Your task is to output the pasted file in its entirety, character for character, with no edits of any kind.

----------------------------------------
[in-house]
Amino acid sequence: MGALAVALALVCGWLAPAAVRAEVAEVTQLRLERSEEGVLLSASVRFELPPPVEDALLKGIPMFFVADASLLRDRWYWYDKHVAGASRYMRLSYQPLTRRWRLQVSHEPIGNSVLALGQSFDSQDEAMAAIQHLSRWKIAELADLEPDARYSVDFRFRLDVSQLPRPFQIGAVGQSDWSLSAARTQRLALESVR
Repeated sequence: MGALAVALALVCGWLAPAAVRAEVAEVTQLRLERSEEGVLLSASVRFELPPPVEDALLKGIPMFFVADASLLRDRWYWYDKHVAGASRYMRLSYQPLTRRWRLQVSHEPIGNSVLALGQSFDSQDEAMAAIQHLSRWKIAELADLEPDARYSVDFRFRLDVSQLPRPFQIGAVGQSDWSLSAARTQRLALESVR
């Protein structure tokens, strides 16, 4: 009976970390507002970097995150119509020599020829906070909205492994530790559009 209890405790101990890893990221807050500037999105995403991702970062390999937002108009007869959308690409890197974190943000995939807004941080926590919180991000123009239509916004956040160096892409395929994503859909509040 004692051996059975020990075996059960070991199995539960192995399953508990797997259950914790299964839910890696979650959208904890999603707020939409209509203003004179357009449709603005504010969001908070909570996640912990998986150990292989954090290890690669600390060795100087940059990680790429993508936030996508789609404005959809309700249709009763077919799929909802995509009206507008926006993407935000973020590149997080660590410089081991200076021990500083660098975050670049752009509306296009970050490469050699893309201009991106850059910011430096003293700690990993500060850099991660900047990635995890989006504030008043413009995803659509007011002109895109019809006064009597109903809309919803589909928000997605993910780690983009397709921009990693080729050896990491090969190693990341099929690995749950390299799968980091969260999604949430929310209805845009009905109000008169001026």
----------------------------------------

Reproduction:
[in-house]
Amino acid sequence: MGALAVALALVCGWLAPAAVRAEVAEVTQLRLERSEEGVLLSASVRFELPPPVEDALLKGIPMFFVADASLLRDRWYWYDKHVAGASRYMRLSYQPLTRRWRLQVSHEPIGNSVLALGQSFDSQDEAMAAIQHLSRWKIAELADLEPDARYSVDFRFRLDVSQLPRPFQIGAVGQSDWSLSAARTQRLALESVR
Repeated sequence: MGALAVALALVCGWLAPAAVRAEVAEVTQLRLERSEEGVLLSASVRFELPPPVEDALLKGIPMFFVADASLLRDRWYWYDKHVAGASRYMRLSYQPLTRRWRLQVSHEPIGNSVLALGQSFDSQDEAMAAIQHLSRWKIAELADLEPDARYSVDFRFRLDVSQLPRPFQIGAVGQSDWSLSAARTQRLALESVR
């Protein structure tokens, strides 16, 4: 009976970390507002970097995150119509020599020829906070909205492994530790559009 209890405790101990890893990221807050500037999105995403991702970062390999937002108009007869959308690409890197974190943000995939807004941080926590919180991000123009239509916004956040160096892409395929994503859909509040 004692051996059975020990075996059960070991199995539960192995399953508990797997259950914790299964839910890696979650959208904890999603707020939409209509203003004179357009449709603005504010969001908070909570996640912990998986150990292989954090290890690669600390060795100087940059990680790429993508936030996508789609404005959809309700249709009763077919799929909802995509009206507008926006993407935000973020590149997080660590410089081991200076021990500083660098975050670049752009509306296009970050490469050699893309201009991106850059910011430096003293700690990993500060850099991660900047990635995890989006504030008043413009995803659509007011002109895109019809006064009597109903809309919803589909928000997605993910780690983009397709921009990693080729050896990491090969190693990341099929690995749950390299799968980091969260999604949430929310209805845009009905109000008169001026």